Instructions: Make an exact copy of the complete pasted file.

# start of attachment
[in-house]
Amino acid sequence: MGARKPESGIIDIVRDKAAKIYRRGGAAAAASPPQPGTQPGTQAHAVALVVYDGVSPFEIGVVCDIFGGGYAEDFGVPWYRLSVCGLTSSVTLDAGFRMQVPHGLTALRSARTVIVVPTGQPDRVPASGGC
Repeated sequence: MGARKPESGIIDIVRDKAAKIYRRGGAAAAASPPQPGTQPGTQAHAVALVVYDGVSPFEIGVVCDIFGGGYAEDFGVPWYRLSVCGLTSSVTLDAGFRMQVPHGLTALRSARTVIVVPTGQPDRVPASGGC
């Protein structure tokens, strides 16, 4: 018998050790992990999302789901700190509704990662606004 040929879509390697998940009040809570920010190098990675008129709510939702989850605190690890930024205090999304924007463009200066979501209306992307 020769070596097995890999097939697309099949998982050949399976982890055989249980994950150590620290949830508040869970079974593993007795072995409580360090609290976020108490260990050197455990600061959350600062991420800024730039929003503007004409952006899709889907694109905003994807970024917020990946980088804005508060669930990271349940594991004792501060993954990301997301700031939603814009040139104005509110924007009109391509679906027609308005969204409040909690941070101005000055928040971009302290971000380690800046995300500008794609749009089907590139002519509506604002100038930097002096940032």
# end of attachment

[in-house]
Amino acid sequence: MGARKPESGIIDIVRDKAAKIYRRGGAAAAASPPQPGTQPGTQAHAVALVVYDGVSPFEIGVVCDIFGGGYAEDFGVPWYRLSVCGLTSSVTLDAGFRMQVPHGLTALRSARTVIVVPTGQPDRVPASGGC
Repeated sequence: MGARKPESGIIDIVRDKAAKIYRRGGAAAAASPPQPGTQPGTQAHAVALVVYDGVSPFEIGVVCDIFGGGYAEDFGVPWYRLSVCGLTSSVTLDAGFRMQVPHGLTALRSARTVIVVPTGQPDRVPASGGC
């Protein structure tokens, strides 16, 4: 018998050790992990999302789901700190509704990662606004 040929879509390697998940009040809570920010190098990675008129709510939702989850605190690890930024205090999304924007463009200066979501209306992307 020769070596097995890999097939697309099949998982050949399976982890055989249980994950150590620290949830508040869970079974593993007795072995409580360090609290976020108490260990050197455990600061959350600062991420800024730039929003503007004409952006899709889907694109905003994807970024917020990946980088804005508060669930990271349940594991004792501060993954990301997301700031939603814009040139104005509110924007009109391509679906027609308005969204409040909690941070101005000055928040971009302290971000380690800046995300500008794609749009089907590139002519509506604002100038930097002096940032």